his rapid literature review collates evidence from academic, policy focussed and grey literature on progress on incorporating gender perspectives in peace operations since 2018, including the deployment of female peacekeepers, and the emerging issues in this field. Key messages that emerge from this review include: The focus on women’s participation in peace processes has led to several initiatives and efforts to promote increased representation, the multidimensional nature of the UN’s women, peace, and security (WPS) agenda is illustrative of the complexity of contemporary peace operations. The new and emergent issues in National Action Plans (NAP) on Women, Peace and Security. Critiques of Resolution 1325 suggest that while the resolution provides some examples of what a gender perspective means in the context of a peace agreement, it does not define what it means to apply a gender perspective to peace processes. Gender perspectives are largely absent from peace negotiations. Despite the evolution of this agenda, most contemporary peace processes are still top-down, elite-driven exercises that contribute to marginalisation and exclusion. Whilst there is high-level commitment towards the strategy and what it aims to achieve, institutional barriers, assumptions, and politics undermine its implementation. Key challenges identified in the literature, related to incorporating Gender Perspectives in Peace Operations include. Buy-in from leadership, Mandate and context, Gender and expertise, Terminology, Under-representation of women in peacekeeping. Meaningful participation, Gap between norms and provisions, and Practical/logistical/training issues in implementing the WPS agenda.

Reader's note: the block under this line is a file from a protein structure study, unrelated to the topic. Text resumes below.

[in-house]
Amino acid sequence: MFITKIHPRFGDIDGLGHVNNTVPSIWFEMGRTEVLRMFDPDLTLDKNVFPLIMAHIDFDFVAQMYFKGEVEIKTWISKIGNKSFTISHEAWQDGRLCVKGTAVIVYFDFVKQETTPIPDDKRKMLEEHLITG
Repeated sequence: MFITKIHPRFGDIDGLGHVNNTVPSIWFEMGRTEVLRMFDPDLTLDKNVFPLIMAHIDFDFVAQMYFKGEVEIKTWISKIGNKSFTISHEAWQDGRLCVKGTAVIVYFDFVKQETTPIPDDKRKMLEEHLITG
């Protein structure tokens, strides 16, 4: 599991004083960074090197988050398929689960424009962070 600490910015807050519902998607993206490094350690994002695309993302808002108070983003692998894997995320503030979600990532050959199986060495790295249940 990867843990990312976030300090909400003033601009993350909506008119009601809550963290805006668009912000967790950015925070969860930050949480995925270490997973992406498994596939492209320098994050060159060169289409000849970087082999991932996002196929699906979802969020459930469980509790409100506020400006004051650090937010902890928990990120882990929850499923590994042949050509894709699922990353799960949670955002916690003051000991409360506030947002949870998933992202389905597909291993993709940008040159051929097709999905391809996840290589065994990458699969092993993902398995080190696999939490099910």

What evidence is available on the progress on incorporating gender perspective in peace operations since 2018, including the deployment of female peacekeepers, and what are emerging issues that are likely to be important in this field going forward?